73323219-8-Mechanics-of-Options-Markets

73323219-8-Mechanics-of-Options-Markets - T ER Mechanics of...

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TER Mechanics of Options Markets We introduced options in Chapter 1. This chapter explains how options markets are organized, what terminology is used, how the contracts are traded, how margin requirements are set, and so on. Later chapters will examine such topics as trading strategies involving options, the determination of option prices, and the ways in which portfolios of options can be hedged. This chapter is concerned primarily with stock options. It presents some introductory material on currency options, index options, and futures options. More details concerning these instruments can be found in Chapter 14. Options are fundamentally different from forward and futures contracts. An option gives the holder of the option the right to do something, but the holder does not have to exercise this right. By contrast, in a forward or futures contract, the two parties have committed themselves to some action. costs a trader nothing (except for the margin requirements) to enter into a forward or futures contract, whereas the purchase of an option requires an up-front payment. 8.1 TYPES OF OPTIONS As mentioned in Chapter 1, there are two basic types of options. A call option gives the holder of the option the right to buy an asset by a certain date for a certain price. A put option gives the holder the right to sell an asset by a certain date for a certain price. The date specified in the contract is known as the expiration date or the maturity date. The price specified in the contract is known as the exercise price strike price. Options can be either American or European, a distinction that has nothing to do with geographical location. American options can be exercised at any time up to the expiration date, whereas European options can be exercised only on the expiration date itself. Most of the options that are traded on exchanges are American. However, European options are generally easier to analyze than American options, and some of the properties of an American option are frequently deduced from those of its European counterpart. Call Options Consider the situation of an investor who buys a European call option with a strike price of $100 to purchase 100 eBay shares. Suppose that the current stock price is $98,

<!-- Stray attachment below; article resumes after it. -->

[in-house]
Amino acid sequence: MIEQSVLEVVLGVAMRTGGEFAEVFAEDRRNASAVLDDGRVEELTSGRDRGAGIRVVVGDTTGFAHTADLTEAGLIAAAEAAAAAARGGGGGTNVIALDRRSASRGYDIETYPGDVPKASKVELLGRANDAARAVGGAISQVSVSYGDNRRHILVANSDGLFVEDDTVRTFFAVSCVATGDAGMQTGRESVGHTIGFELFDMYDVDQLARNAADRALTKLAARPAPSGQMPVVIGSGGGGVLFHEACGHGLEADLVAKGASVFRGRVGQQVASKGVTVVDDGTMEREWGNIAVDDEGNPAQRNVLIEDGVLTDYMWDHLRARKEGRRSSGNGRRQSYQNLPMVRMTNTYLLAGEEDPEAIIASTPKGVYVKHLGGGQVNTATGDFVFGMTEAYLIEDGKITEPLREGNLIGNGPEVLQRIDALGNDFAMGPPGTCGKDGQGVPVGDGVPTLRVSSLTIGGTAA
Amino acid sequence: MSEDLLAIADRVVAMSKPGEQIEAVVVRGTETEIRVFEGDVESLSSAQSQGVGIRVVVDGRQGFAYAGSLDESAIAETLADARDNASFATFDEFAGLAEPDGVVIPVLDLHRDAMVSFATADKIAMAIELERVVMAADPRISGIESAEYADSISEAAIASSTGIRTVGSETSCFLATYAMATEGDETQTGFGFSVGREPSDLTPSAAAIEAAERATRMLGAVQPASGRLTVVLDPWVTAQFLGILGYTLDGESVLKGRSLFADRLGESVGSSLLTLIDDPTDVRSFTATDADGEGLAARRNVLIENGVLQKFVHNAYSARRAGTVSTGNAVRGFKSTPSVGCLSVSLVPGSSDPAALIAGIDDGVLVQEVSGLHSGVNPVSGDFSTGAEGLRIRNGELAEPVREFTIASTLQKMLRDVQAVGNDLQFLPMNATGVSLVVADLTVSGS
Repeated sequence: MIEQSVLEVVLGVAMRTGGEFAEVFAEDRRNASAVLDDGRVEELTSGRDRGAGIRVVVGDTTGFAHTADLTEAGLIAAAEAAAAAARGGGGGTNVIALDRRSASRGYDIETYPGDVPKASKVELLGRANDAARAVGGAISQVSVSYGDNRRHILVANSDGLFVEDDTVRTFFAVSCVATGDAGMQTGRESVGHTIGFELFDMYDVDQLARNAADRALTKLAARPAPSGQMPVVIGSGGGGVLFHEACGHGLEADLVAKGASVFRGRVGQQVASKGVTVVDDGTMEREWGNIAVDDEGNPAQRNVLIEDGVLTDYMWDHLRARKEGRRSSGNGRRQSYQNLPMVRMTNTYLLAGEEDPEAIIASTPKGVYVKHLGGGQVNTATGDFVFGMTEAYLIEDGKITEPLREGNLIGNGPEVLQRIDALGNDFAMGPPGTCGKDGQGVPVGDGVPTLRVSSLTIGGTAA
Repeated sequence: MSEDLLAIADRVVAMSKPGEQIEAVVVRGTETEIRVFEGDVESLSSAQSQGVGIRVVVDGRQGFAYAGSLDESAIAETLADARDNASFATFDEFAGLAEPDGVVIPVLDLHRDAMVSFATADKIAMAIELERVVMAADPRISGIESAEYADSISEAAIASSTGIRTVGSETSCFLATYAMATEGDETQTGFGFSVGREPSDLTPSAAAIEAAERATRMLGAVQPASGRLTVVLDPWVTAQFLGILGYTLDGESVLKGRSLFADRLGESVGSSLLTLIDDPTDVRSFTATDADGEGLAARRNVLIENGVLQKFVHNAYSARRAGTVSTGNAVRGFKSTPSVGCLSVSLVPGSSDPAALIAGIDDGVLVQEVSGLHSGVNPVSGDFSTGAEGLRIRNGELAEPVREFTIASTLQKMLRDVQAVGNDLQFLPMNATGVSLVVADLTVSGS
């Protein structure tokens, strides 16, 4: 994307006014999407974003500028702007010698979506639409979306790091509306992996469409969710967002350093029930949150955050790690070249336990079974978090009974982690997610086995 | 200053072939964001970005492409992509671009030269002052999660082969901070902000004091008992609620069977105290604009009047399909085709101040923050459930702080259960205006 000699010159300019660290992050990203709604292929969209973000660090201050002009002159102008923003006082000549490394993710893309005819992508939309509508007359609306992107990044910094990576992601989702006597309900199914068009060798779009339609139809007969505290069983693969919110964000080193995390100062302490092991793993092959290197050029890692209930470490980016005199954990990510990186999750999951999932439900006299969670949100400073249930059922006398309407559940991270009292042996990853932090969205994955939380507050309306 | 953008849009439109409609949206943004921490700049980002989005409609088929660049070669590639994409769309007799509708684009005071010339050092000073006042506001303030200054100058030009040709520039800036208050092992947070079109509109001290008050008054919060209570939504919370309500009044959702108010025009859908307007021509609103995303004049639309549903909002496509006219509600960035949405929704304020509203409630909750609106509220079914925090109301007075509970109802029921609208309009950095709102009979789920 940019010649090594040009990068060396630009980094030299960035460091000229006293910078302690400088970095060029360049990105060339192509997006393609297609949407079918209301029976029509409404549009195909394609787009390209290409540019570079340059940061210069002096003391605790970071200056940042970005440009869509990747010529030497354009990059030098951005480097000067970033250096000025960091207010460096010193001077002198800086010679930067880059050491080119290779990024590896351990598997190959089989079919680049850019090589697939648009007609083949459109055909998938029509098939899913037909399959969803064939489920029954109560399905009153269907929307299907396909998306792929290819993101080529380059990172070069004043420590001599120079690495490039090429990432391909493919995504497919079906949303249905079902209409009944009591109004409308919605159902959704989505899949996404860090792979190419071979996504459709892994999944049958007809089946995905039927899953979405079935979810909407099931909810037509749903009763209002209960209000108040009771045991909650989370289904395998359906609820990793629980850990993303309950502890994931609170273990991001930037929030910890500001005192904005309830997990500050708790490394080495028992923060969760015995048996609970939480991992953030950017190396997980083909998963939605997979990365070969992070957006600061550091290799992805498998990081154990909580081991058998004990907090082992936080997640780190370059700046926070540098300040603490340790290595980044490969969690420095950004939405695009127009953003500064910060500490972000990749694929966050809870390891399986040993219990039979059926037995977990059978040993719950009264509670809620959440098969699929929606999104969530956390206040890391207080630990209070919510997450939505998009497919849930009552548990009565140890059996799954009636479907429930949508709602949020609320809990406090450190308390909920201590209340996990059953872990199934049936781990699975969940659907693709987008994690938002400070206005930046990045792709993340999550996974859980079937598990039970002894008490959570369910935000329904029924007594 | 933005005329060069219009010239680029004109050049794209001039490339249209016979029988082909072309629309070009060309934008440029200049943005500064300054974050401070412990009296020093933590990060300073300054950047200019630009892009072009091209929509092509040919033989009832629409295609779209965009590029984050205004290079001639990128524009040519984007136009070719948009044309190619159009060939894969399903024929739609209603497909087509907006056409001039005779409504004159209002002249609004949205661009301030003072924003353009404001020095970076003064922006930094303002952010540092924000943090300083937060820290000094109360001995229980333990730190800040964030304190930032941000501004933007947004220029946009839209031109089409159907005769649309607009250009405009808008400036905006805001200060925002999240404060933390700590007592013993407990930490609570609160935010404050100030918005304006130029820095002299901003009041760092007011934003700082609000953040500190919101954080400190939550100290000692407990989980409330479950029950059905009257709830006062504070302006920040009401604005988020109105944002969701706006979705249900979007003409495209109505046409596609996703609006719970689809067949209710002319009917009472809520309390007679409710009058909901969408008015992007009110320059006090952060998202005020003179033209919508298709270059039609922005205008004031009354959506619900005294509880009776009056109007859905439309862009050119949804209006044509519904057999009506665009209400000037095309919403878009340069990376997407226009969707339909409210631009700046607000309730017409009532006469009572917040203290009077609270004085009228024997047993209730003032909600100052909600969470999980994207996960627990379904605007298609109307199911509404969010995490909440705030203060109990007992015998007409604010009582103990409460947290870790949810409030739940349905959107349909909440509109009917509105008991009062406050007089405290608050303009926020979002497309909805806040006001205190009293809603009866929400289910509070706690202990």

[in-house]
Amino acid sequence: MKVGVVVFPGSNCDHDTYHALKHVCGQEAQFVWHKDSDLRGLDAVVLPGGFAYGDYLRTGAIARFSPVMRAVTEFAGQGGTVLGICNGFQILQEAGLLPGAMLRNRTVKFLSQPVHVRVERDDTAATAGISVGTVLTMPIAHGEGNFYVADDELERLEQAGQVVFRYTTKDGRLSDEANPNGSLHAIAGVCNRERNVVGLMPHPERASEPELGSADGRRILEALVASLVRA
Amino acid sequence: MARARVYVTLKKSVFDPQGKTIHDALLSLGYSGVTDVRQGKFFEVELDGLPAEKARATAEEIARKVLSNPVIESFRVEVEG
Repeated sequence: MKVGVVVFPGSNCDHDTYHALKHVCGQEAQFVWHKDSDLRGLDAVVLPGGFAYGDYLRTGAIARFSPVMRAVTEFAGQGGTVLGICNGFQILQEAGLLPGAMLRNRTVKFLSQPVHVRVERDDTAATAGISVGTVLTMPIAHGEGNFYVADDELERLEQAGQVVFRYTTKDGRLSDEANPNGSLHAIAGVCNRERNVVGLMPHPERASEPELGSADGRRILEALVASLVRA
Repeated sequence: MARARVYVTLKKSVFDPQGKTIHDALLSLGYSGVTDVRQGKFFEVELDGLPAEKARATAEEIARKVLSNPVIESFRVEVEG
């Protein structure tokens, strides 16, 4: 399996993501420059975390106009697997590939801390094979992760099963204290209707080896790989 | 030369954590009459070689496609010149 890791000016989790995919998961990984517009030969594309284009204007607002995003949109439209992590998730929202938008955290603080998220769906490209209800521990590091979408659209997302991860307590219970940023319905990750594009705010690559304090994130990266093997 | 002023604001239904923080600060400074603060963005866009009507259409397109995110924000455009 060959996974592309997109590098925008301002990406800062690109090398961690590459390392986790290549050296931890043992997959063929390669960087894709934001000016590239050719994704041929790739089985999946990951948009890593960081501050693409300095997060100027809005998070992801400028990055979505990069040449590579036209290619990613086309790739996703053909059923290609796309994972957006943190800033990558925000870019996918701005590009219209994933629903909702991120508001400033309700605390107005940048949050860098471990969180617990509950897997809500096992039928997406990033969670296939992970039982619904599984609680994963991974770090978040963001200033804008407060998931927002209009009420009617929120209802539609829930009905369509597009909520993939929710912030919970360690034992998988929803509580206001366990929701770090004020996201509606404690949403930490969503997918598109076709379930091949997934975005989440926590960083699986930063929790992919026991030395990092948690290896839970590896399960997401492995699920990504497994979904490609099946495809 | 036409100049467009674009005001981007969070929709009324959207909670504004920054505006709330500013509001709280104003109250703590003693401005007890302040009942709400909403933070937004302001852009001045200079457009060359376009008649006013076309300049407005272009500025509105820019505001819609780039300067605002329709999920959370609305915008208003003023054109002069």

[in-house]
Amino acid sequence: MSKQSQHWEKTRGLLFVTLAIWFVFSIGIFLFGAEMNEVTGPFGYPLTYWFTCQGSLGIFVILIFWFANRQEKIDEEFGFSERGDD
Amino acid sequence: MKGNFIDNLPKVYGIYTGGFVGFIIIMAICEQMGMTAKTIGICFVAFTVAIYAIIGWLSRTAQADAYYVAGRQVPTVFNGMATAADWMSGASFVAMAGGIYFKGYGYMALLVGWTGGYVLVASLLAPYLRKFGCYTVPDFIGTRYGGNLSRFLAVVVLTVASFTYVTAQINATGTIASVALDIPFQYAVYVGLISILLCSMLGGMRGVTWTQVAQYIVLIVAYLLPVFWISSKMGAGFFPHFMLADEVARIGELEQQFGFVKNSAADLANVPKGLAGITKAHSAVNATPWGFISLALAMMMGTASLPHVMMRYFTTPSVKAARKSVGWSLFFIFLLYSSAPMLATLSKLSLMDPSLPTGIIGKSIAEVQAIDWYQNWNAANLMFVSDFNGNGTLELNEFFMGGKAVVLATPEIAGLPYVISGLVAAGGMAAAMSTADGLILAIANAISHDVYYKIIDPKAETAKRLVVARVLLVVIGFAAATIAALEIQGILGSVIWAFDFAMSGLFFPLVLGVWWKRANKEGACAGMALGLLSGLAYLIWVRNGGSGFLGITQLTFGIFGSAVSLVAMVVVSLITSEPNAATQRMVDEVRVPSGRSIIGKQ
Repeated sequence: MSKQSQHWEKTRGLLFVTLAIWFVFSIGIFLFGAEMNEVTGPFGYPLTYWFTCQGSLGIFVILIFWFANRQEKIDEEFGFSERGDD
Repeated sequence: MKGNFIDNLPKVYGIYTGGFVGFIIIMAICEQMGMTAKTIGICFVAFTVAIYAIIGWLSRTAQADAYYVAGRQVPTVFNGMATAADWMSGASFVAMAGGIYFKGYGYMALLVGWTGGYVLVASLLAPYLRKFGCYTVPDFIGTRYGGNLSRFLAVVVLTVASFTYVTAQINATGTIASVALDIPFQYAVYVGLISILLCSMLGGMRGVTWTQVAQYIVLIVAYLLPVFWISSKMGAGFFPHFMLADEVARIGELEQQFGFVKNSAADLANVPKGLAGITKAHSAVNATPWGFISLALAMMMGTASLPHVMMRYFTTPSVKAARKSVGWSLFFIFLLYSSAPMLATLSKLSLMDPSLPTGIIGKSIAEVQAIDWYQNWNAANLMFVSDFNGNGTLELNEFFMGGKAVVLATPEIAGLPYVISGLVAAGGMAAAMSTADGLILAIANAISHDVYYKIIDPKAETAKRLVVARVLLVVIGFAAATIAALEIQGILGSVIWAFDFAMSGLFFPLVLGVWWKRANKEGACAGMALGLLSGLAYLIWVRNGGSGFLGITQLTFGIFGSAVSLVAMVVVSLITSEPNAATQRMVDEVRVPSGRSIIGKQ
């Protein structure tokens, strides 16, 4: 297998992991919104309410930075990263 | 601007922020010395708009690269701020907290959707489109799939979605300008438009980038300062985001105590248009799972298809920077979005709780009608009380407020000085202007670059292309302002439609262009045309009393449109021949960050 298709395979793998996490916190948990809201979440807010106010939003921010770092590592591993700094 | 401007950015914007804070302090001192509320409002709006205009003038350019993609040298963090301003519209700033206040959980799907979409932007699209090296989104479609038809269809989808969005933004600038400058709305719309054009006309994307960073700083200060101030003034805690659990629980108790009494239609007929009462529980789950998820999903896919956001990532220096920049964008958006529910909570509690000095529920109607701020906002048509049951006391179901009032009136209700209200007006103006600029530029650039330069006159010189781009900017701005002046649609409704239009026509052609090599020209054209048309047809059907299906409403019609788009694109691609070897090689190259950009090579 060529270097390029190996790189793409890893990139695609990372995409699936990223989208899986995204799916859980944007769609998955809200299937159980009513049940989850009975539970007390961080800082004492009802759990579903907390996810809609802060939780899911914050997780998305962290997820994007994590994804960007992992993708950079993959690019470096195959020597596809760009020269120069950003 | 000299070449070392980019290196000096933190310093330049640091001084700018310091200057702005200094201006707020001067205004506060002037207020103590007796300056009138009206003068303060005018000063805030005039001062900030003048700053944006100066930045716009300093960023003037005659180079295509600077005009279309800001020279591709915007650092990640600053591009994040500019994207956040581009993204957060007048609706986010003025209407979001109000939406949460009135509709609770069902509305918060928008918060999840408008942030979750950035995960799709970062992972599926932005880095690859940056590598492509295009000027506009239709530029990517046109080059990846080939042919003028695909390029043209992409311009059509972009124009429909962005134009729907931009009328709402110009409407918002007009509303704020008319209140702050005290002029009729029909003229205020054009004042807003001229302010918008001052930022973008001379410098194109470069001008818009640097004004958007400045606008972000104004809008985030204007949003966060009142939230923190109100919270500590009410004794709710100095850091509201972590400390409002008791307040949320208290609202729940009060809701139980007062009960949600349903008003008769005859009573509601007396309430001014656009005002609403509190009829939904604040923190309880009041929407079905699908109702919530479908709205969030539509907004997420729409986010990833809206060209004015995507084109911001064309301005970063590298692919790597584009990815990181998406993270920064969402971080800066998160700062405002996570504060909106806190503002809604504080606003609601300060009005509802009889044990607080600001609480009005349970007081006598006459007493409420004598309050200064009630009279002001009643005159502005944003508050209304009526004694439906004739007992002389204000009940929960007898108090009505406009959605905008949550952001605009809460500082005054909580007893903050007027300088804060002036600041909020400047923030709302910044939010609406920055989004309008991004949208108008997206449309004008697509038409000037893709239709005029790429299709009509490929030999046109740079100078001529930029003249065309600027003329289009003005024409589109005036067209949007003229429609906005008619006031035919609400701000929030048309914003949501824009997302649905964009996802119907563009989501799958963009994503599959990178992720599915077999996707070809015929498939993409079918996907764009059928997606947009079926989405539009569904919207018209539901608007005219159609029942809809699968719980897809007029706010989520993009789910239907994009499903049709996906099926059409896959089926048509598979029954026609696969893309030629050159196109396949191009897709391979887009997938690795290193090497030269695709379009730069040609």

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182 CHAPTER 8 the expiration date of the option is in 4 months, and the price of an option to purchase one share is $5. The initial investment is $500. Because the option is European, the investor can exercise only on the expiration date. If the stock price on' this date is less than $100, the investor will clearly choose not to exercise. (There is no point in buying for $100 a share that has a market value of less than $100.) In these circumstances, the investor loses the whole of the initial investment of $500. If the stock price is above $100 on the expiration date, the option will be exercised. Suppose, for example, that the stock price is $115. By exercising the option, the investor is able to buy 100 shares for $100 per share.
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This note was uploaded on 01/30/2012 for the course MATH 174 taught by Professor Donblasius during the Spring '11 term at UCLA.

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73323219-8-Mechanics-of-Options-Markets - T ER Mechanics of...

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